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Front. Psychol. | doi: 10.3389/fpsyg.2018.02252

Orthographic Networks in the Developing Mental Lexicon. Insights from Graph Theory and Implications for the Study of Language Processing

  • 1Max-Planck-Institut für Bildungsforschung, Germany

In this study, we examine the development of orthographic networks in the mental lexicon using graph theory. According to this view, words are represented by nodes in a network and connected as a function of their orthographic similarity. With a sampling approach based on a language corpus for German school children, we were able to simulate lexical development for children from Grade 1 to 8. By sampling different lexicon sizes from the corpus, we were able to analyze the content of the orthographic lexicon at different time points and examined network characteristics using graph theory. Results show that, similar to semantic and phonological networks, orthographic networks possess small-word characteristics defined by short average path lengths between nodes and strong local clustering. Moreover, the interconnectivity of the network decreases with growth. Implications for the study of the effect of network measures on language processing are discussed.

Keywords: mental Lexicon, networks, Orthographic neighbourhood, graph theory, Reading development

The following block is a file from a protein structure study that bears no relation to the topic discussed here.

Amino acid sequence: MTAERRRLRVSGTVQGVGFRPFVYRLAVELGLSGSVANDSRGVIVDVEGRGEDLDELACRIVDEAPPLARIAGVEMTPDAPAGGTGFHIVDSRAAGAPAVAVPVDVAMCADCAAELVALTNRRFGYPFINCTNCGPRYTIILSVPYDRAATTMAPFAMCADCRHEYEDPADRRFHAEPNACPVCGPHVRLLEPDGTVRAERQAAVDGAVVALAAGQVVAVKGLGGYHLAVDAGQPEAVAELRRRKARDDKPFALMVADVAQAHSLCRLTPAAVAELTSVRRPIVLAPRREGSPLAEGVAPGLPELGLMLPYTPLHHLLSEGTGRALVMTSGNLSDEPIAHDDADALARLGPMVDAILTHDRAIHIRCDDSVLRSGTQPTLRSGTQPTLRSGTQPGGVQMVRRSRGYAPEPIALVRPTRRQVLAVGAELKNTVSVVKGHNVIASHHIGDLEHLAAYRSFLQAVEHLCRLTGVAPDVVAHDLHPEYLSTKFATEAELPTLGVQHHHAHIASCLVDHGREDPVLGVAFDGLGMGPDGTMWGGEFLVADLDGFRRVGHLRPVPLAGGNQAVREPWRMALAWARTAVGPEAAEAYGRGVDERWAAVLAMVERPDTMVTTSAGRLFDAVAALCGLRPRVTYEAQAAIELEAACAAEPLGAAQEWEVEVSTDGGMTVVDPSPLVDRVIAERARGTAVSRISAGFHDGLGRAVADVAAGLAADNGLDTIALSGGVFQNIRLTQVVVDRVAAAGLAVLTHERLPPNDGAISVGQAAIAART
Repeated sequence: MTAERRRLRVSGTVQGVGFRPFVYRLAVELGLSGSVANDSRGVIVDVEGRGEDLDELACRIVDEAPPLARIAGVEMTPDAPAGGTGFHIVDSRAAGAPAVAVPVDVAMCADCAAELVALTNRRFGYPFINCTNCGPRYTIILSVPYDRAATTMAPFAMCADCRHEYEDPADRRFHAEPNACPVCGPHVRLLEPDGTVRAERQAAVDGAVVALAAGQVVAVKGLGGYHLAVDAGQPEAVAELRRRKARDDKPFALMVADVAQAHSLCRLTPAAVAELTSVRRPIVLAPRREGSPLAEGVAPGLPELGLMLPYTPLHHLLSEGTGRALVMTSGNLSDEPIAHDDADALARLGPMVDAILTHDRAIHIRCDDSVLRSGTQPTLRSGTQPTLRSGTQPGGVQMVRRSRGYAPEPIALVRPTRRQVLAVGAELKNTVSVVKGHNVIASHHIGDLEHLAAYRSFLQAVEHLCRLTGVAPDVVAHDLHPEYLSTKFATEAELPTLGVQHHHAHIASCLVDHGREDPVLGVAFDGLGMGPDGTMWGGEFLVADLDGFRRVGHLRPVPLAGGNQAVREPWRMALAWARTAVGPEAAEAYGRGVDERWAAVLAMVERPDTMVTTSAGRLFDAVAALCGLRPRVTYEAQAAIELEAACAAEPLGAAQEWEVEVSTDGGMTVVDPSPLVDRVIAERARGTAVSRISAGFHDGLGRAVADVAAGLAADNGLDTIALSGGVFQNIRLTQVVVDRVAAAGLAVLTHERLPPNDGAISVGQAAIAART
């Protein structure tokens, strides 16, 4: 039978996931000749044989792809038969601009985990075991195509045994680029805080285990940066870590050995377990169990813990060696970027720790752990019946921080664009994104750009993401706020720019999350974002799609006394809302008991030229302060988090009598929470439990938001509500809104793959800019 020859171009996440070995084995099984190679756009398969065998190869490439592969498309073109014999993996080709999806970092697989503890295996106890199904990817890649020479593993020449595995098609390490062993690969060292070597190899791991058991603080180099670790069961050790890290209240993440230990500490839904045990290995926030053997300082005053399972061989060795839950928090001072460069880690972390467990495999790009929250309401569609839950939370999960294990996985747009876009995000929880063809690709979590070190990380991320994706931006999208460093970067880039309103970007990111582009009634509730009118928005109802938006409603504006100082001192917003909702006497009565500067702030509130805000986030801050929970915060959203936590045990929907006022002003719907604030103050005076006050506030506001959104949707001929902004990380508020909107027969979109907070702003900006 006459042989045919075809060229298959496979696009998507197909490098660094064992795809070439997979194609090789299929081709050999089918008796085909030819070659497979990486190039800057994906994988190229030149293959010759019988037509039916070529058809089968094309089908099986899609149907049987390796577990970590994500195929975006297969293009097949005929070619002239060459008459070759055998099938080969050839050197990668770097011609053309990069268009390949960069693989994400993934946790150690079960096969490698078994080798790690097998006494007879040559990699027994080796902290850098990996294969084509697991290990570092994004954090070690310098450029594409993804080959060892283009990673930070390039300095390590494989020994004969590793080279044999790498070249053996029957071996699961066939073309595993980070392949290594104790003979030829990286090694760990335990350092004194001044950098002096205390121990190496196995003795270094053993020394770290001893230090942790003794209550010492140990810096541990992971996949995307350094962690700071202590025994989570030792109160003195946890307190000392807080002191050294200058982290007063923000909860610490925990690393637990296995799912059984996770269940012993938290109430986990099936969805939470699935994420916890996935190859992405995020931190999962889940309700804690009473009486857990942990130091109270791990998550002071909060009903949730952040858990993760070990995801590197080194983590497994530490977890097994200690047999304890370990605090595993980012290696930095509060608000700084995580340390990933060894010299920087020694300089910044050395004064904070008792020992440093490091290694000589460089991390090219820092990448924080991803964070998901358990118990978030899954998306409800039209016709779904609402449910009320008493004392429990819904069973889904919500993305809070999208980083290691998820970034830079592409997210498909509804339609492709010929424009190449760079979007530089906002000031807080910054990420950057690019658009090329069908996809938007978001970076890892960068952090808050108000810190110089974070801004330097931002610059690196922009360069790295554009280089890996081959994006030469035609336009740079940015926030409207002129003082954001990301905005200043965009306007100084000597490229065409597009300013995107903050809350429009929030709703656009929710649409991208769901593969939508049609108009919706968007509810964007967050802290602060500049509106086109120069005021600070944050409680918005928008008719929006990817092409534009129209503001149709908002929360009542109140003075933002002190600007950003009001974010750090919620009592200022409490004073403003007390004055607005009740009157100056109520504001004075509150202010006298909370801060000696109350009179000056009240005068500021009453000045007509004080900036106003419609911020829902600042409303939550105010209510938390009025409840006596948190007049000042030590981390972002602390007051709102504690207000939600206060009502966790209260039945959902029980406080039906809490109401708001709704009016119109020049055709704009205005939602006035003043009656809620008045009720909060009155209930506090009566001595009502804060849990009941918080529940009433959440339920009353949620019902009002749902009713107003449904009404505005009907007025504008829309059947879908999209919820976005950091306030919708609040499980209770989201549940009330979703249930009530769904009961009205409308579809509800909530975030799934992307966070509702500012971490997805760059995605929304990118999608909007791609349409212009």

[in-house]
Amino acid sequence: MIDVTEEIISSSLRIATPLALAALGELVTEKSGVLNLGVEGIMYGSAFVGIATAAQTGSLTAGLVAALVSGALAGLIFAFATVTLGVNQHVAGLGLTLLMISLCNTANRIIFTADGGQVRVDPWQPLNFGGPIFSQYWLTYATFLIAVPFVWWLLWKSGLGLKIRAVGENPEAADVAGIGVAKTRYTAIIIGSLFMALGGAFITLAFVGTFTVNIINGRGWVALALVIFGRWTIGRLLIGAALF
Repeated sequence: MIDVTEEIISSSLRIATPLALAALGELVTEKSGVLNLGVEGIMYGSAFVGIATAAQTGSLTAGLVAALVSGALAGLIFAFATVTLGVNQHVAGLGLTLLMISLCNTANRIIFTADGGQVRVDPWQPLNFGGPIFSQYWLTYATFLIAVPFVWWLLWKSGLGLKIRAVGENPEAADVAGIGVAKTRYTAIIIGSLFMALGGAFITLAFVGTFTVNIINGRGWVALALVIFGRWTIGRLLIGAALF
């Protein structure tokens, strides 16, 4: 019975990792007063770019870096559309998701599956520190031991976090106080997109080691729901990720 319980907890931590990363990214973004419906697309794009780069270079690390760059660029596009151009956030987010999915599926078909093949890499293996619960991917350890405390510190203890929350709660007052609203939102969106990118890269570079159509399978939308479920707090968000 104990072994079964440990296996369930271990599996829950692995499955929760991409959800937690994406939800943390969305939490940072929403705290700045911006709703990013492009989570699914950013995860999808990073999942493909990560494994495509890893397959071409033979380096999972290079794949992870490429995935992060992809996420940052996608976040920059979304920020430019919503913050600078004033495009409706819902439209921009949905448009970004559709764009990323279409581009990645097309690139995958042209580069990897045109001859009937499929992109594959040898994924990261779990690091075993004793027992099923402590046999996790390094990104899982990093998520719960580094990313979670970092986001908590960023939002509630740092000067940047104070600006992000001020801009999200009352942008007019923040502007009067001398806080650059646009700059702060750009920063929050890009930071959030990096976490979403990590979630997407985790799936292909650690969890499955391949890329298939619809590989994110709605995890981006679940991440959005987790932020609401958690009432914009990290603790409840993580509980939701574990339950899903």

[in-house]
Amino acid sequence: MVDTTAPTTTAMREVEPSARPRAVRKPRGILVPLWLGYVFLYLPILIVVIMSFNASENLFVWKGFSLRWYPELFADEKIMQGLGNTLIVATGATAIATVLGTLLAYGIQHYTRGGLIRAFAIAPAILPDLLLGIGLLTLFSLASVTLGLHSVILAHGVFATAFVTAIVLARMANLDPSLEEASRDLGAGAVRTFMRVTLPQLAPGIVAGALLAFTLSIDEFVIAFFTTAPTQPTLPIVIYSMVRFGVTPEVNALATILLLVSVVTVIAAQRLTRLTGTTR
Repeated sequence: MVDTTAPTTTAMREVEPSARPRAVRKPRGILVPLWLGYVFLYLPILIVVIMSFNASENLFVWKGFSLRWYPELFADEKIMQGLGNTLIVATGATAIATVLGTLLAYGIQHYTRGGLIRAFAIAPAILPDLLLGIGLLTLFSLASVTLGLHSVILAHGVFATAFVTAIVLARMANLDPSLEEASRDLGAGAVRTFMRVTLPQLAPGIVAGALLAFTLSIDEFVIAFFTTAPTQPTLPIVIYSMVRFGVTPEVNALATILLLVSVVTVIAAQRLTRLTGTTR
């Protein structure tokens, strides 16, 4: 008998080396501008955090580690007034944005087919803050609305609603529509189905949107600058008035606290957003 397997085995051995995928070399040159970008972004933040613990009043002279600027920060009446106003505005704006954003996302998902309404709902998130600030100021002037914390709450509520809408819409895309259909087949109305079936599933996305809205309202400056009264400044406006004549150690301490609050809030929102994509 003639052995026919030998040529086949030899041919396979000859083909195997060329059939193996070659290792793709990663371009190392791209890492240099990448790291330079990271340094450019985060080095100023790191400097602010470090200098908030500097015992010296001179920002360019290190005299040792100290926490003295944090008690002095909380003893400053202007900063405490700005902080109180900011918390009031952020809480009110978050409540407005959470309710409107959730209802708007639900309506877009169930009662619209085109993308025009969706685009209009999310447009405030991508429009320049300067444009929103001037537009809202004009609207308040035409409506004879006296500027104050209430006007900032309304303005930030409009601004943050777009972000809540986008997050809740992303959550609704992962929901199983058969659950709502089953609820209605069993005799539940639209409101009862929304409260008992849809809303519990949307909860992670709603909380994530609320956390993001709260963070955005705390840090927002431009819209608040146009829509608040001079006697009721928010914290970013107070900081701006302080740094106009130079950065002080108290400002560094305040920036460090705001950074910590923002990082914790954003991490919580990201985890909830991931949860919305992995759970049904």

Received: 06 Aug 2018; Accepted: 30 Oct 2018.

Edited by:

Chotiga Pattamadilok, Centre national de la recherche scientifique (CNRS), France

Reviewed by:

Jeremy Purcell, University of Maryland, College Park, United States
Eddy Cavalli, Lumière University Lyon 2, France  

Copyright: © 2018 Trautwein and Schroeder. This is an open-access article distributed under the terms of the Creative Commons Attribution License (CC BY). The use, distribution or reproduction in other forums is permitted, provided the original author(s) and the copyright owner(s) are credited and that the original publication in this journal is cited, in accordance with accepted academic practice. No use, distribution or reproduction is permitted which does not comply with these terms.

* Correspondence: Prof. Sascha Schroeder, Max-Planck-Institut für Bildungsforschung, Berlin, 14195, Berlin, Germany,